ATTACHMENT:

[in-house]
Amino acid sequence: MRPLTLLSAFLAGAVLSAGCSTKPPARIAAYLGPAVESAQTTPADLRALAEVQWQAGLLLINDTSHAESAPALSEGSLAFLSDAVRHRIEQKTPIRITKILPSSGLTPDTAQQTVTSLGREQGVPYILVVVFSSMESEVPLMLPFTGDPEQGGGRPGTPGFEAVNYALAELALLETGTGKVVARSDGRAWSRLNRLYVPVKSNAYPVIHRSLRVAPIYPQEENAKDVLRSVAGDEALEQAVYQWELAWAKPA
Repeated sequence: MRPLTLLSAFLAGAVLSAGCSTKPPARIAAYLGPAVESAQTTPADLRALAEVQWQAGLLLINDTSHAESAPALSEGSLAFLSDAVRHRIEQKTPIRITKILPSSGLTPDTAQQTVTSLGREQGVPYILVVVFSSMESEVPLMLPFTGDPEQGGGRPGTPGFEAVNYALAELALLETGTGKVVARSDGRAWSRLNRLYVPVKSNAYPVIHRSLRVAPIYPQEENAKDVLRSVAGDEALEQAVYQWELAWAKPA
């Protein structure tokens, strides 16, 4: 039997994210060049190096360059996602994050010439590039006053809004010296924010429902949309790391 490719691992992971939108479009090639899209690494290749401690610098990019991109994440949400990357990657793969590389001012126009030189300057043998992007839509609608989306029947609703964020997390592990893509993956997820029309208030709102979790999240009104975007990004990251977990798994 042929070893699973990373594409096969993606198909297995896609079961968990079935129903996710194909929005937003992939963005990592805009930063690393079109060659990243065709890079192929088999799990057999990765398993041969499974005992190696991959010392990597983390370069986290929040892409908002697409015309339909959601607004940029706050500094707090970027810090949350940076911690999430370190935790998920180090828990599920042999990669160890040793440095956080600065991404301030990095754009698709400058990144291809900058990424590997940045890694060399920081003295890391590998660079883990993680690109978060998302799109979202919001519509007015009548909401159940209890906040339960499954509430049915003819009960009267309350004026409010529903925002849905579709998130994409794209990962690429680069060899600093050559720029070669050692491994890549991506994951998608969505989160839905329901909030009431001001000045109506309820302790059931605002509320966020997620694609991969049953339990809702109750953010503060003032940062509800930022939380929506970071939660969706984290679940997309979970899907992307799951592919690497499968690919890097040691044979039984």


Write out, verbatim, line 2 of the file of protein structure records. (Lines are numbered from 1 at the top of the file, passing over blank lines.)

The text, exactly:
Amino acid sequence: MRPLTLLSAFLAGAVLSAGCSTKPPARIAAYLGPAVESAQTTPADLRALAEVQWQAGLLLINDTSHAESAPALSEGSLAFLSDAVRHRIEQKTPIRITKILPSSGLTPDTAQQTVTSLGREQGVPYILVVVFSSMESEVPLMLPFTGDPEQGGGRPGTPGFEAVNYALAELALLETGTGKVVARSDGRAWSRLNRLYVPVKSNAYPVIHRSLRVAPIYPQEENAKDVLRSVAGDEALEQAVYQWELAWAKPA